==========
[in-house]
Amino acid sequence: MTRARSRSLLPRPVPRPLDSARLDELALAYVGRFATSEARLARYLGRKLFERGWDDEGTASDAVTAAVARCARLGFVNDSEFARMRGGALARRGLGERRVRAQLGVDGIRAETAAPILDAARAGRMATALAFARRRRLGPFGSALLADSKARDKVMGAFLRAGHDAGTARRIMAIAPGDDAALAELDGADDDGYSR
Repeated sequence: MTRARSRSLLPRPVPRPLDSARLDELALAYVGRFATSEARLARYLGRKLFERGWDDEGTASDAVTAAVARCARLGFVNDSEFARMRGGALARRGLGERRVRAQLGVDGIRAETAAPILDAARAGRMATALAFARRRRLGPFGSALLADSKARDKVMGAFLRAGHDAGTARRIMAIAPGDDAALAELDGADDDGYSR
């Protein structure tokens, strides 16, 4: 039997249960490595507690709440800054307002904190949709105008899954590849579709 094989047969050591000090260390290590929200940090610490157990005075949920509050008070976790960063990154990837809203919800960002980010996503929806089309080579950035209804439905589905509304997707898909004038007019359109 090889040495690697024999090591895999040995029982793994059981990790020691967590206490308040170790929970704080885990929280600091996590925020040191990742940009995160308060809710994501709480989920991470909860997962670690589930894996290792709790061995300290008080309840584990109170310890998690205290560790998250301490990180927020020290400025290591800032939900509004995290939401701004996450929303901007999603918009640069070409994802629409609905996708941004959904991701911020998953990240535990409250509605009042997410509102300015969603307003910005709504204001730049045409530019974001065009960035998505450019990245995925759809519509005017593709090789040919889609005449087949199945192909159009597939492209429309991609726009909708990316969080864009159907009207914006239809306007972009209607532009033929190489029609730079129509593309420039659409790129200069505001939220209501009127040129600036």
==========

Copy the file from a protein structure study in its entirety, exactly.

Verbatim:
[in-house]
Amino acid sequence: MTRARSRSLLPRPVPRPLDSARLDELALAYVGRFATSEARLARYLGRKLFERGWDDEGTASDAVTAAVARCARLGFVNDSEFARMRGGALARRGLGERRVRAQLGVDGIRAETAAPILDAARAGRMATALAFARRRRLGPFGSALLADSKARDKVMGAFLRAGHDAGTARRIMAIAPGDDAALAELDGADDDGYSR
Repeated sequence: MTRARSRSLLPRPVPRPLDSARLDELALAYVGRFATSEARLARYLGRKLFERGWDDEGTASDAVTAAVARCARLGFVNDSEFARMRGGALARRGLGERRVRAQLGVDGIRAETAAPILDAARAGRMATALAFARRRRLGPFGSALLADSKARDKVMGAFLRAGHDAGTARRIMAIAPGDDAALAELDGADDDGYSR
């Protein structure tokens, strides 16, 4: 039997249960490595507690709440800054307002904190949709105008899954590849579709 094989047969050591000090260390290590929200940090610490157990005075949920509050008070976790960063990154990837809203919800960002980010996503929806089309080579950035209804439905589905509304997707898909004038007019359109 090889040495690697024999090591895999040995029982793994059981990790020691967590206490308040170790929970704080885990929280600091996590925020040191990742940009995160308060809710994501709480989920991470909860997962670690589930894996290792709790061995300290008080309840584990109170310890998690205290560790998250301490990180927020020290400025290591800032939900509004995290939401701004996450929303901007999603918009640069070409994802629409609905996708941004959904991701911020998953990240535990409250509605009042997410509102300015969603307003910005709504204001730049045409530019974001065009960035998505450019990245995925759809519509005017593709090789040919889609005449087949199945192909159009597939492209429309991609726009909708990316969080864009159907009207914006239809306007972009209607532009033929190489029609730079129509593309420039659409790129200069505001939220209501009127040129600036």